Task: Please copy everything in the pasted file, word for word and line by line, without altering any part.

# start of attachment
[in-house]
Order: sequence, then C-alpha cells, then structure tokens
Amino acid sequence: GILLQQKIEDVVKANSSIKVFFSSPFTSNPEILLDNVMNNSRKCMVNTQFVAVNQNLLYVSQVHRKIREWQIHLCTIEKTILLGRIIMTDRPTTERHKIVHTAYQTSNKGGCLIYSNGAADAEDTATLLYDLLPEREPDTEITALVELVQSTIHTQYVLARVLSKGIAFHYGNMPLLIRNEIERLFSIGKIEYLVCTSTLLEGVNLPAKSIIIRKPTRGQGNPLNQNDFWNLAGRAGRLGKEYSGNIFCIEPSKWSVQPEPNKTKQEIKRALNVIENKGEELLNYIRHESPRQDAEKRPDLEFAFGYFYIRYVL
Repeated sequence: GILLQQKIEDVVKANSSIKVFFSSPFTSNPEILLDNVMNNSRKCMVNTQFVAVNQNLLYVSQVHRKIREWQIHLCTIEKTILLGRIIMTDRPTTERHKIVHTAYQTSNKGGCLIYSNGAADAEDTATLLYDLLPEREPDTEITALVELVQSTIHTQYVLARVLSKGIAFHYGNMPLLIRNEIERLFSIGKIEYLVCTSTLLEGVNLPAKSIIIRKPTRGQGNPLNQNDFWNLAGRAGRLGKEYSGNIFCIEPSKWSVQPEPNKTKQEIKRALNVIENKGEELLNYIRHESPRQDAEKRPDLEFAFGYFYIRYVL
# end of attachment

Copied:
[in-house]
Order: sequence, then C-alpha cells, then structure tokens
Amino acid sequence: GILLQQKIEDVVKANSSIKVFFSSPFTSNPEILLDNVMNNSRKCMVNTQFVAVNQNLLYVSQVHRKIREWQIHLCTIEKTILLGRIIMTDRPTTERHKIVHTAYQTSNKGGCLIYSNGAADAEDTATLLYDLLPEREPDTEITALVELVQSTIHTQYVLARVLSKGIAFHYGNMPLLIRNEIERLFSIGKIEYLVCTSTLLEGVNLPAKSIIIRKPTRGQGNPLNQNDFWNLAGRAGRLGKEYSGNIFCIEPSKWSVQPEPNKTKQEIKRALNVIENKGEELLNYIRHESPRQDAEKRPDLEFAFGYFYIRYVL
Repeated sequence: GILLQQKIEDVVKANSSIKVFFSSPFTSNPEILLDNVMNNSRKCMVNTQFVAVNQNLLYVSQVHRKIREWQIHLCTIEKTILLGRIIMTDRPTTERHKIVHTAYQTSNKGGCLIYSNGAADAEDTATLLYDLLPEREPDTEITALVELVQSTIHTQYVLARVLSKGIAFHYGNMPLLIRNEIERLFSIGKIEYLVCTSTLLEGVNLPAKSIIIRKPTRGQGNPLNQNDFWNLAGRAGRLGKEYSGNIFCIEPSKWSVQPEPNKTKQEIKRALNVIENKGEELLNYIRHESPRQDAEKRPDLEFAFGYFYIRYVL